Franco Battiato

Information about Franco Battiato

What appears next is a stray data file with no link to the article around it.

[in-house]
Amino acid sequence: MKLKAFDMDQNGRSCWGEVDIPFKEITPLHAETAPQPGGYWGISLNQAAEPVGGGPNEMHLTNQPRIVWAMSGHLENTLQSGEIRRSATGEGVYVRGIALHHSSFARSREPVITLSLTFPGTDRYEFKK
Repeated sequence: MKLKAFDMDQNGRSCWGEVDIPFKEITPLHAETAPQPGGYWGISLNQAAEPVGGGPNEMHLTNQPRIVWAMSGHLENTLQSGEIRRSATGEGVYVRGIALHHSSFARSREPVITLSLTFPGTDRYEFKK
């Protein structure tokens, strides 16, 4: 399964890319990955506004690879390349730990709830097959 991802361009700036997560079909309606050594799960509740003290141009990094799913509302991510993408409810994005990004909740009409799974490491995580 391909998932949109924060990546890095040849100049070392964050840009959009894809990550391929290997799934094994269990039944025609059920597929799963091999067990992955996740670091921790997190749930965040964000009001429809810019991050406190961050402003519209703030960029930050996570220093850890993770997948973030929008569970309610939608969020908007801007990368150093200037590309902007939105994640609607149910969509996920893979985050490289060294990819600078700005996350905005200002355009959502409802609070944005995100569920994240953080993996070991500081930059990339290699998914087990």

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After L'era del cinghiale bianco (The Era of the White Boar, 1979). Patriots was released, and it was his first LP of the 80s. That album was successful enough to reach the thirtieth position on the charts. It contains a few songs which have become Battiato's classics, such as "Le Aquile" (The Eagles), and "Prospettiva Nevskij" (Nevsky Prospect). This new era of his music marks the beginning of his collaboration with the singer Alice and the violinist Giusto Pio. His following LP was "La Voce del Padrone" (His Masters Voice). He had even more success with this album than with "Patriots". His compositions sound both elegant, yet easy to listen to. This was the key to his growing fan base, of course. "La Voce del Padrone" contains lots of songs which became classics of Italian music. It stayed in the number one position for six months, becoming the first Italian LP with more than one million copies sold. His commercial success was confirmed by L'arca di Noè (Noah's Ark) in 1982. Songs such as "L'era del cinghiale bianco", "Prospettiva Nevskij" ("Nevsky Prospekt"), "Centro di gravità permanente" ("Permanent Gravity Centrepoint"), "Bandiera bianca" ("White Flag"), and "Voglio vederti danzare" ("I Want To See You Dance") established Battiato in Italy. Orizzonti perduti (Lost Horizons, 1983), which Battiato himself called a kipper, was followed by the successful Mondi Lontanissimi (Faraway Worlds, 1985), which featured a solo version of the popular "I treni di Tozeur" ("The Tozeur Trains)", originally a duet with Alice performed at the 1984 Eurovision Song Contest.